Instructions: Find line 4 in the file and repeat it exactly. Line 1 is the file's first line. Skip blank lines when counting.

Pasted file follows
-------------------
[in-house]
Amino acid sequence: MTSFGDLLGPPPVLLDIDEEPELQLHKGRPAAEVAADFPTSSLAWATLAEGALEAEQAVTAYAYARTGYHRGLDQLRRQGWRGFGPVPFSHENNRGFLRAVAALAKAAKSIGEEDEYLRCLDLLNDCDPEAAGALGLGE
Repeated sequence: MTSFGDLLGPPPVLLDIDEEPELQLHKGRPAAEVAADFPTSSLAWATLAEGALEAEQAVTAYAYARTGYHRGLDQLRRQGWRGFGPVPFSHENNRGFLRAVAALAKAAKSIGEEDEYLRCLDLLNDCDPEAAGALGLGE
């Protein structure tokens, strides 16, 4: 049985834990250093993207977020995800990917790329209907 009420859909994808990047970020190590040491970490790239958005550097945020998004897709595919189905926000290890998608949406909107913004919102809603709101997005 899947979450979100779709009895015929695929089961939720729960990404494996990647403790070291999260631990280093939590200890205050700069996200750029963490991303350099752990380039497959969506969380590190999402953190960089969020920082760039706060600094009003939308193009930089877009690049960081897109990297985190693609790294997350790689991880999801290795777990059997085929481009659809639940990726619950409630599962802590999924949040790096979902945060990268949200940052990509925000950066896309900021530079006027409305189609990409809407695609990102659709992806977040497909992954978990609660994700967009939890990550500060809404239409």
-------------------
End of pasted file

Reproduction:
């Protein structure tokens, strides 16, 4: 049985834990250093993207977020995800990917790329209907 009420859909994808990047970020190590040491970490790239958005550097945020998004897709595919189905926000290890998608949406909107913004919102809603709101997005 899947979450979100779709009895015929695929089961939720729960990404494996990647403790070291999260631990280093939590200890205050700069996200750029963490991303350099752990380039497959969506969380590190999402953190960089969020920082760039706060600094009003939308193009930089877009690049960081897109990297985190693609790294997350790689991880999801290795777990059997085929481009659809639940990726619950409630599962802590999924949040790096979902945060990268949200940052990509925000950066896309900021530079006027409305189609990409809407695609990102659709992806977040497909992954978990609660994700967009939890990550500060809404239409």